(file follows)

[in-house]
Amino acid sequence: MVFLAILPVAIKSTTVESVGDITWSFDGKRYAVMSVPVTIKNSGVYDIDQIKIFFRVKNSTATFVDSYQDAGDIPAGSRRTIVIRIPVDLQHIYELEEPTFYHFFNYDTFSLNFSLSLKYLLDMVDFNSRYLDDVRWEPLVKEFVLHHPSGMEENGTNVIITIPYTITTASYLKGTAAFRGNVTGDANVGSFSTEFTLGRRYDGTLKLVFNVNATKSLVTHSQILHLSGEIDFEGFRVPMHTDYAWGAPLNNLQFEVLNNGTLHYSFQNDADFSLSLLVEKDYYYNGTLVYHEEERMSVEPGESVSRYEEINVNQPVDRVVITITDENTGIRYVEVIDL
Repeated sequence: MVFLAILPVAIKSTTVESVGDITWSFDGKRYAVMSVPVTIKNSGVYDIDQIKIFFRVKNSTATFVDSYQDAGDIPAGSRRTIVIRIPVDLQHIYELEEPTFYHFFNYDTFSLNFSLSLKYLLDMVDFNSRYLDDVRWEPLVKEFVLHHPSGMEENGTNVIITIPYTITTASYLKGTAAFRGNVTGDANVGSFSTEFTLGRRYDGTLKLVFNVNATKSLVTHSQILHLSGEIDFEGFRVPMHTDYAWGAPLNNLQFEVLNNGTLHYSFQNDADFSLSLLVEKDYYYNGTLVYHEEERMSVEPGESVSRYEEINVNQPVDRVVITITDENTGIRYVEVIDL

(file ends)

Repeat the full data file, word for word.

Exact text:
[in-house]
Amino acid sequence: MVFLAILPVAIKSTTVESVGDITWSFDGKRYAVMSVPVTIKNSGVYDIDQIKIFFRVKNSTATFVDSYQDAGDIPAGSRRTIVIRIPVDLQHIYELEEPTFYHFFNYDTFSLNFSLSLKYLLDMVDFNSRYLDDVRWEPLVKEFVLHHPSGMEENGTNVIITIPYTITTASYLKGTAAFRGNVTGDANVGSFSTEFTLGRRYDGTLKLVFNVNATKSLVTHSQILHLSGEIDFEGFRVPMHTDYAWGAPLNNLQFEVLNNGTLHYSFQNDADFSLSLLVEKDYYYNGTLVYHEEERMSVEPGESVSRYEEINVNQPVDRVVITITDENTGIRYVEVIDL
Repeated sequence: MVFLAILPVAIKSTTVESVGDITWSFDGKRYAVMSVPVTIKNSGVYDIDQIKIFFRVKNSTATFVDSYQDAGDIPAGSRRTIVIRIPVDLQHIYELEEPTFYHFFNYDTFSLNFSLSLKYLLDMVDFNSRYLDDVRWEPLVKEFVLHHPSGMEENGTNVIITIPYTITTASYLKGTAAFRGNVTGDANVGSFSTEFTLGRRYDGTLKLVFNVNATKSLVTHSQILHLSGEIDFEGFRVPMHTDYAWGAPLNNLQFEVLNNGTLHYSFQNDADFSLSLLVEKDYYYNGTLVYHEEERMSVEPGESVSRYEEINVNQPVDRVVITITDENTGIRYVEVIDL